Everyone at the University of Alberta has seen, heard, or been chased by a squirrel on campus. They’re North American Red Squirrels (Tamiasciurus hudsonicus), and it’s only through intensive monitoring of these squirrels that researchers can learn more about their habits. Amanda Kelley, the teaching lab coordinator in the department of renewable resources, did her master’s degree working with the Kluane Red Squirrel Project, an interdisciplinary and inter-university project that’s been going on for almost 30 years. The Gateway talked to Kelley to learn more about the private lives of our campus friends in the trees.
The Gateway: When do squirrels reach sexual maturity?
Kelley: They’ll reach sexual maturity within their first year, so squirrels are born in the wintertime and by the following winter season they’re ready to mate.
How do they choose their mating partners? That’s actually a really interesting question. North American Red Squirrels are one of the most promiscuous squirrel species. They breed in mid-January through to mid-March and they have a scramble mating system: the female is fertile for just one day a year, and on that day several males in the area will come and visit and try to mate with her. She’ll mate with, on average, six males during that one day and she’ll have sex, on average, 22 times. Each copulation lasts less than a minute, so she’ll have, in a year, about 22 minutes of sex all in one day.
So each squirrel has its own day that they’re fertile?
That’s right. They’re not synchronized, so the males have opportunities to travel around in their area and see when different females are going into estrus. So, both males and females mate with multiple partners.
They don’t mate for life or have a specific partner?
No, just that one day. Red Squirrels are very territorial, and they are asocial. So, you may have seen a squirrel on campus barking at you, running up and making sounds, such as a rattling sound. Those kinds of vocalizations are territorial vocalizations. So each squirrel has its own little area of the forest, and it protects that area all year round — except for females on that one day when they allow other males to visit them on their territory.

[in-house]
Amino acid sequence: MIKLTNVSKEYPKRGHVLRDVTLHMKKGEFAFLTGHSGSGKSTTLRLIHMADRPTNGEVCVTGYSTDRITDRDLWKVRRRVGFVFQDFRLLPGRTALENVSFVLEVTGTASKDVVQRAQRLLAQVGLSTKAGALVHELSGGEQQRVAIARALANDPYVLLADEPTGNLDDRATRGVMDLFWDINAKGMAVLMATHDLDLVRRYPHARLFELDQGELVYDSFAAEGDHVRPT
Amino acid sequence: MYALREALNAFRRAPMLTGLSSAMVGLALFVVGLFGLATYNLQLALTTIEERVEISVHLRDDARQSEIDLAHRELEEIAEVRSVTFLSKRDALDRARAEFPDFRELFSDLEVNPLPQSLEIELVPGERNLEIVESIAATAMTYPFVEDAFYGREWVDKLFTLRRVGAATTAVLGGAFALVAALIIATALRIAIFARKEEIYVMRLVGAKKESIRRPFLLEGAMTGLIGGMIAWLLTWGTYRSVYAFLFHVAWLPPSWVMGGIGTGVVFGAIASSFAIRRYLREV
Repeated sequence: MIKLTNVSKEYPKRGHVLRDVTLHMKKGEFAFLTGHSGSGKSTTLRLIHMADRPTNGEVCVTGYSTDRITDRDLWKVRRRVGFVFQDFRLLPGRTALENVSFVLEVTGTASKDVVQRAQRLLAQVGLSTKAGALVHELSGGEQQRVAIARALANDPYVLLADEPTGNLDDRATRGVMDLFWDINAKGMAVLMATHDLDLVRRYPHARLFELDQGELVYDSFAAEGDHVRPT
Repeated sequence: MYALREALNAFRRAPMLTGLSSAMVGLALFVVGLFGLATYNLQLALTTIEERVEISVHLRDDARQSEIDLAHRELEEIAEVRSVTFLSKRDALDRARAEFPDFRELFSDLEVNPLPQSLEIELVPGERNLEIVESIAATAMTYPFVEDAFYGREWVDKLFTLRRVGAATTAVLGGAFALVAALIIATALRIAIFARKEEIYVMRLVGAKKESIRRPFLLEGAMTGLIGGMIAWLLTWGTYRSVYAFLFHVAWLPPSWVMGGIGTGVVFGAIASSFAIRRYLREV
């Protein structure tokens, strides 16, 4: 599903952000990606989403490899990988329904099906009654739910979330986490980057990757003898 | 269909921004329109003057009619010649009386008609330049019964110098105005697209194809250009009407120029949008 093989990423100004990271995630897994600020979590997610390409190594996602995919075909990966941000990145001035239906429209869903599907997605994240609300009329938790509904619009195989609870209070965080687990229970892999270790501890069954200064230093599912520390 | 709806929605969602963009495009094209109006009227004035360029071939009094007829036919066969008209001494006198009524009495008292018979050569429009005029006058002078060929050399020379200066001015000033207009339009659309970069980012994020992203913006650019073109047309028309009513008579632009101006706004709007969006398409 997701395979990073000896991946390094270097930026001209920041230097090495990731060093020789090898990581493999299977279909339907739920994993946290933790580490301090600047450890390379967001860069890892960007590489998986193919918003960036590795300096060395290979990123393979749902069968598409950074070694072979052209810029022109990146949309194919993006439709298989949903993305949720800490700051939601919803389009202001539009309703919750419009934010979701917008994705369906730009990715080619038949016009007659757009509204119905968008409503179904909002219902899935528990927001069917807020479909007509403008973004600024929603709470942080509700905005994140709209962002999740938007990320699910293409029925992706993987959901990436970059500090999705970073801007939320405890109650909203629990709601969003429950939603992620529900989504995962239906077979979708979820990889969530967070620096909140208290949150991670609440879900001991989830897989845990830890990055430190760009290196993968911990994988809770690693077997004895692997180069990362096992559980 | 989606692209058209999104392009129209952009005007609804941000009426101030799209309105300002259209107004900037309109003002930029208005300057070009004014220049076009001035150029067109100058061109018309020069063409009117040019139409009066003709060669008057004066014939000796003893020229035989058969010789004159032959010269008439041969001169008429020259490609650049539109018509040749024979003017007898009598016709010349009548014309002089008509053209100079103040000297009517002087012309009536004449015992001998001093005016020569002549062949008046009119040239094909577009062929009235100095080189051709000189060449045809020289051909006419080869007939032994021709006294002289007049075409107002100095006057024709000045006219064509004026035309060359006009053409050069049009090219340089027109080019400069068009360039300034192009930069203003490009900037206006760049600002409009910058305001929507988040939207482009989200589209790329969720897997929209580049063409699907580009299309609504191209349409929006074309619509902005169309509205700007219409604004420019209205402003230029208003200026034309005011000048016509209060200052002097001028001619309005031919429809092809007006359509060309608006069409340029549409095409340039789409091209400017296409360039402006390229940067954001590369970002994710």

The only real social interactions that Red Squirrels have are the mothers caring for their offspring, and then sex. So they are very asocial for a mammal.
Is any of the noise that the squirrels make related to mating or are they all more territorial?
They do have a mating call. The males, when they’re chasing the females around, will make a buzzing noise. It really sounds like a bee. A lot of the time when you see squirrels chasing each other on campus, it’s a territorial chase. But if you hear the buzz, then you know that it’s a mating chase.
How long are squirrels pregnant for? And then how long do they care for their offspring after that?
Gestation is about 35 days. The young will stay in the nest until they’re about 40 days old. After that, they’ll start venturing out onto the branches, learning how to be a squirrel — that sort of thing. They’ll live in their mom’s territory until they’re maybe 90 to 100 days old and then they will venture off and try to find their own little slice of the forest to call home.
You can see nests on campus that are kind of spherical, up in the trees. A squirrel nest is called a drey and they’re made out of grass and mosses and other materials they can find. They can also have nests underground though, so you’ll notice on campus in some areas under conifer trees there will be holes in the ground and there will be parts of spruce cones scattered on the ground. That’s their food cache, so they keep the cones under the ground, and then when they eat the cone, they’ll discard the outside parts.